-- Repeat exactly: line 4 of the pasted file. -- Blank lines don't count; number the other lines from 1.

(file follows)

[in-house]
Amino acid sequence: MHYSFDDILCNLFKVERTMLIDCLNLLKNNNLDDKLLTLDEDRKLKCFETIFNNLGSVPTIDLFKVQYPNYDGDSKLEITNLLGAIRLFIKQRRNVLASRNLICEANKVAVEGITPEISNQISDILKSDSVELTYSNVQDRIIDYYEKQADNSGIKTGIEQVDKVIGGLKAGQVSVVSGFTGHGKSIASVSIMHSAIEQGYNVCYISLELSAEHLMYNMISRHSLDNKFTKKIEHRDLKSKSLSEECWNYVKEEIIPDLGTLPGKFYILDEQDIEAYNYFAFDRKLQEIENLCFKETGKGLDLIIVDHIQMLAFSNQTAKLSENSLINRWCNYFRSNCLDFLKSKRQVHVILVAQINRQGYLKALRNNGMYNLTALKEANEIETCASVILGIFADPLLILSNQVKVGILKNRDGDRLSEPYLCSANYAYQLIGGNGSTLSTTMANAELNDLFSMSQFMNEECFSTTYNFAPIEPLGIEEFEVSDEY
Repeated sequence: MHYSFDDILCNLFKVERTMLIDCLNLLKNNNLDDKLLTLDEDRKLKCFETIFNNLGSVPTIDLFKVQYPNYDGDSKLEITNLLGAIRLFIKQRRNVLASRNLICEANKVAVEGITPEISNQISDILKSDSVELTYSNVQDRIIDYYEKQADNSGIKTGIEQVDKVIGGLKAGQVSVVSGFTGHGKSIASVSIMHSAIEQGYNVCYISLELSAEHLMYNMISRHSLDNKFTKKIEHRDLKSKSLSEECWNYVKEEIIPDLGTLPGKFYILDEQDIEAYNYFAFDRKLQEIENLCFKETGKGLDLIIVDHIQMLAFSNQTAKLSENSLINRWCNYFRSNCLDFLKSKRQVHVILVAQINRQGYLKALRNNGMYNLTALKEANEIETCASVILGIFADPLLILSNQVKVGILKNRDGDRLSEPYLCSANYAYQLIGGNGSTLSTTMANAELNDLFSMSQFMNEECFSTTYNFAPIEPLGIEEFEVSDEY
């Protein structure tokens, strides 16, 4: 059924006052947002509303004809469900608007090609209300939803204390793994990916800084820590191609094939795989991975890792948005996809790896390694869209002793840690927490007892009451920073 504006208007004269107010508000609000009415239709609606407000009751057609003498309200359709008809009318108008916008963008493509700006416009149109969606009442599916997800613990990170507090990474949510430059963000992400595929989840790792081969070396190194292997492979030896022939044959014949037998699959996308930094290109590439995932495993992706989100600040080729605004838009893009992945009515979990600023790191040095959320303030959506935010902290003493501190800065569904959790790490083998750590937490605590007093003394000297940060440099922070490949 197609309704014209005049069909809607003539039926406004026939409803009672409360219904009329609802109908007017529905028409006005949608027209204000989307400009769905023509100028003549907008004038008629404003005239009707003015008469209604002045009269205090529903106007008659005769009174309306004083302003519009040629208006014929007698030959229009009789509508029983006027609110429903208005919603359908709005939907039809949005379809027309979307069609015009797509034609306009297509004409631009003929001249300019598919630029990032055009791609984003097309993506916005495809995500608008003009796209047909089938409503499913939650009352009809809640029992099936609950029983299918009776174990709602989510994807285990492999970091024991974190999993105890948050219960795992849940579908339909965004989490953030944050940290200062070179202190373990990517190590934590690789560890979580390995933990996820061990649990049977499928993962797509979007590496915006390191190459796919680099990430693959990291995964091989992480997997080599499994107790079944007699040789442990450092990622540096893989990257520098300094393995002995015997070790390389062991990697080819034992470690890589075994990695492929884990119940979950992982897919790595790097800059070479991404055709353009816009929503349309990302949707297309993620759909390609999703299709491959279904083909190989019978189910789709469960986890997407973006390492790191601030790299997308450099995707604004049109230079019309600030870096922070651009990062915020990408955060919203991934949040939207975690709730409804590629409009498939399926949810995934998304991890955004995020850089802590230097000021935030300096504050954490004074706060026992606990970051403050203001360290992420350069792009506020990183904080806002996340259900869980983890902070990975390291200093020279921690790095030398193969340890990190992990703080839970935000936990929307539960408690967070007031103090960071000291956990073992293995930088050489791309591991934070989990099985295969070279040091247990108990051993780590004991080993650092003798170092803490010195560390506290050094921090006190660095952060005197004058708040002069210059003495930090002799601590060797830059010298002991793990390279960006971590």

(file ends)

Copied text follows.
């Protein structure tokens, strides 16, 4: 059924006052947002509303004809469900608007090609209300939803204390793994990916800084820590191609094939795989991975890792948005996809790896390694869209002793840690927490007892009451920073 504006208007004269107010508000609000009415239709609606407000009751057609003498309200359709008809009318108008916008963008493509700006416009149109969606009442599916997800613990990170507090990474949510430059963000992400595929989840790792081969070396190194292997492979030896022939044959014949037998699959996308930094290109590439995932495993992706989100600040080729605004838009893009992945009515979990600023790191040095959320303030959506935010902290003493501190800065569904959790790490083998750590937490605590007093003394000297940060440099922070490949 197609309704014209005049069909809607003539039926406004026939409803009672409360219904009329609802109908007017529905028409006005949608027209204000989307400009769905023509100028003549907008004038008629404003005239009707003015008469209604002045009269205090529903106007008659005769009174309306004083302003519009040629208006014929007698030959229009009789509508029983006027609110429903208005919603359908709005939907039809949005379809027309979307069609015009797509034609306009297509004409631009003929001249300019598919630029990032055009791609984003097309993506916005495809995500608008003009796209047909089938409503499913939650009352009809809640029992099936609950029983299918009776174990709602989510994807285990492999970091024991974190999993105890948050219960795992849940579908339909965004989490953030944050940290200062070179202190373990990517190590934590690789560890979580390995933990996820061990649990049977499928993962797509979007590496915006390191190459796919680099990430693959990291995964091989992480997997080599499994107790079944007699040789442990450092990622540096893989990257520098300094393995002995015997070790390389062991990697080819034992470690890589075994990695492929884990119940979950992982897919790595790097800059070479991404055709353009816009929503349309990302949707297309993620759909390609999703299709491959279904083909190989019978189910789709469960986890997407973006390492790191601030790299997308450099995707604004049109230079019309600030870096922070651009990062915020990408955060919203991934949040939207975690709730409804590629409009498939399926949810995934998304991890955004995020850089802590230097000021935030300096504050954490004074706060026992606990970051403050203001360290992420350069792009506020990183904080806002996340259900869980983890902070990975390291200093020279921690790095030398193969340890990190992990703080839970935000936990929307539960408690967070007031103090960071000291956990073992293995930088050489791309591991934070989990099985295969070279040091247990108990051993780590004991080993650092003798170092803490010195560390506290050094921090006190660095952060005197004058708040002069210059003495930090002799601590060797830059010298002991793990390279960006971590």